After a tentative opening, Dunham looked to take Griffin to the mat, but with an incredible display of balance, the Sacramento native hopped around on one leg, cracking Dunham with a right hand the whole way until his foe let go of his other leg. The exchange got both fighters in gear, and they traded solid punches and kicks, with Dunham holding the edge from long range, where he could use his height and reach advantage. With under two minutes left, Dunham was able to get Griffin to the mat, and he got his hooks in while looking for the rear naked choke. Griffin’s defense was solid, and he still found the room to score with some punches to the face before the round ended.

In the first minute of round two, it was Griffin looking to take the fight to the mat, and he did, pulling guard while trying to sink in a guillotine choke. Dunham easily escaped and began working for a choke of his own before Griffin broke loose and they both stood. A Dunham takedown followed a few moments later, and he was able to take Griffin’s back a second time. Griffin’s defense was solid and he was able to rise to his feet with Dunham still on his back, but he was unable to shake the Oregon native, even after a forward slam to the mat.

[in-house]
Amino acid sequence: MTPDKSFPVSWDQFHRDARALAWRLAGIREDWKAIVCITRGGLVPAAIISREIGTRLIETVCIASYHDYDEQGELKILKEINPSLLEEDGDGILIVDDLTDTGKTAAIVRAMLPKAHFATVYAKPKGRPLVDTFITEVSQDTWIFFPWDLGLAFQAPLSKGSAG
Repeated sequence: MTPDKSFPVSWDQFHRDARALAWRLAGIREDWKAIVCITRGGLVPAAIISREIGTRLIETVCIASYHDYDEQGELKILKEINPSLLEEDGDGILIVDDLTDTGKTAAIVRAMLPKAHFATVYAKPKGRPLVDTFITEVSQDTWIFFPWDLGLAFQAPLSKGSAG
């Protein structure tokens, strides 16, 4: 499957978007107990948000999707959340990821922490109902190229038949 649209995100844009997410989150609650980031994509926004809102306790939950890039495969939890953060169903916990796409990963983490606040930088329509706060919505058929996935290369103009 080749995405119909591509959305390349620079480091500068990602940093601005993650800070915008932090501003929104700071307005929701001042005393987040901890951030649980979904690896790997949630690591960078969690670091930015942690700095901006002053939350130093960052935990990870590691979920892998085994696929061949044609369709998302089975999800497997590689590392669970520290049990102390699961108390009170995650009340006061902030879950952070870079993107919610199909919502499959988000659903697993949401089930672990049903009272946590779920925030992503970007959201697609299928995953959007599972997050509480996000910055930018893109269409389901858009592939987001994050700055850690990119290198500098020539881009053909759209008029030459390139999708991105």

Griffin and Dunham began the final round trading punches, much to the delight of the crowd. After a minute of standup, Griffin shot for the takedown but was turned back, and Dunham scored with two kicks before getting his opponent’s back yet again. Griffin’s response was identical to that of the round before, as he stood up and tried to shake Dunham. Dunham wasn’t budging though as he tried to get in the finishing choke. It didn’t happen, but his control throughout earned him the victory, his first since a January submission win over Efrain Escudero and fourth in the UFC.

What It Meant: In terms of significance, the victory was a big one for Dunham’s career, and while it won’t go into his time capsule for excitement, a win’s a win, and Dunham’s ability to grind out a win over a tough opponent and a friend spoke volumes.


UFC 119 – September 25, 2010 – L3 Sean Sherk

This was going to be the test, a fight against a former world champion and legitimate top-tier contender. And Dunham delivered on all counts against Sean Sherk despite coming up on the short end of a controversial three round split decision. And while Dunham won’t claim any moral victories, anyone who saw the bout certainly wouldn’t dub him the loser after the entertaining Fight of the Night showdown.